Published April 23, 2015 This content is archived.
Students in biomedical engineering and medicine are principals in the biotechnology venture that won a University at Buffalo entrepreneurship competition.
The first-place team in this year’s Henry A. Panasci Jr. Technology Entrepreneurship Competition (Panasci TEC) proposes a revolutionary way to deliver cancer drugs.
Team members are:
The group will receive more than $60,000 in startup funding and in-kind services for their company, PhotoZyne.
PhotoZyne has developed an effective, minimally invasive way to target cancer treatments, offering distinct advantages over current methods.
The dosage and effectiveness of typical cancer drugs are limited because of their severe toxicity.
The creators say their focused delivery system helps to decrease recurrence, resistance and side effects. Also, survival rates are higher because the tumor can be treated in one concentrated dose.
In the PhotoZyne process, a “smart” nanoballoon safely delivers cancer treatments directly to solid tumors. Administered intravenously, the drug is activated when exposed to a special laser light probe.
Carter co-invented the technology with his mentor Jonathan F. Lovell, PhD, assistant professor of biomedical engineering.
Carter, who has worked in Lovell’s lab since 2012, says Lovell has provided him with valuable guidance.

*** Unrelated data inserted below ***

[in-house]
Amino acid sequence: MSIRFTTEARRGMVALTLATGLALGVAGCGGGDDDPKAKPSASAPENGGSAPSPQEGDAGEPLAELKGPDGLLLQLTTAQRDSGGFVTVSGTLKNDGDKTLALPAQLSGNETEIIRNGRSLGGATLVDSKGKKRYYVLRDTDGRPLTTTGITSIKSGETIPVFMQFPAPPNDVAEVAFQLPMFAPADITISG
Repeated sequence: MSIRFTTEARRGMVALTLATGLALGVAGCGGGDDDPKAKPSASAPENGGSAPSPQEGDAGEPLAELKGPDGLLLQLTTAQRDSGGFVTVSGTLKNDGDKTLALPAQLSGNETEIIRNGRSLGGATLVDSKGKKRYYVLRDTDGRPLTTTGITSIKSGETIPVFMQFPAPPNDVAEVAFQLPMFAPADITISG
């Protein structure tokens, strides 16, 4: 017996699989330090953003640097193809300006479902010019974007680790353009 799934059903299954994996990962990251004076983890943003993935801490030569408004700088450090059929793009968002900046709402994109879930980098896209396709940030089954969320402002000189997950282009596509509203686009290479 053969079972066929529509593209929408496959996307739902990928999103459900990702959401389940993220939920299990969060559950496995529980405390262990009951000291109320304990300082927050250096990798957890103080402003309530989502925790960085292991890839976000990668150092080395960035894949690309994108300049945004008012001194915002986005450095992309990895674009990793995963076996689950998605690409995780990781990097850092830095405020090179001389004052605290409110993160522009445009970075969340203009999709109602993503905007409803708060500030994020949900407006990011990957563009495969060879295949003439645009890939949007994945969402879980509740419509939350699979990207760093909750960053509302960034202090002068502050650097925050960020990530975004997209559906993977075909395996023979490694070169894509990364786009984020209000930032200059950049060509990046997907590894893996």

“Dr. Lovell is very supportive, and he has helped me figure out a good career path,” notes Carter.
Carter was first author on “Porphyrin–Phospholipid Liposomes Permeabilized by Near-Infrared Light,” a study of the innovative drug delivery system. He co-wrote the paper with Lovell and collaborators from the United States and Canada.
The study was published in Nature Communications in 2014.
Panasci TEC brings together UB students from science, technology, business and other disciplines to foster viable businesses in Western New York.
Carter’s UB connections put him in touch with his business partners.
“Dr. Lovell introduced me to Jon. Rachel Stern, a student assistant with the School of Management, introduced me to Mike,” explains Carter.
After evaluating a record 33 first-round pitches, judges pared the field to 11, representing a wide range of ideas. That group submitted business plans and video pitches, and five teams were then selected to present.
The finalists’ ideas were evaluated on:
Other competitors proposed an animal welfare fundraising platform and self-navigating robotics technology for boats and ships.
The competition is hosted by the School of Management’s Center for Entrepreneurial Leadership.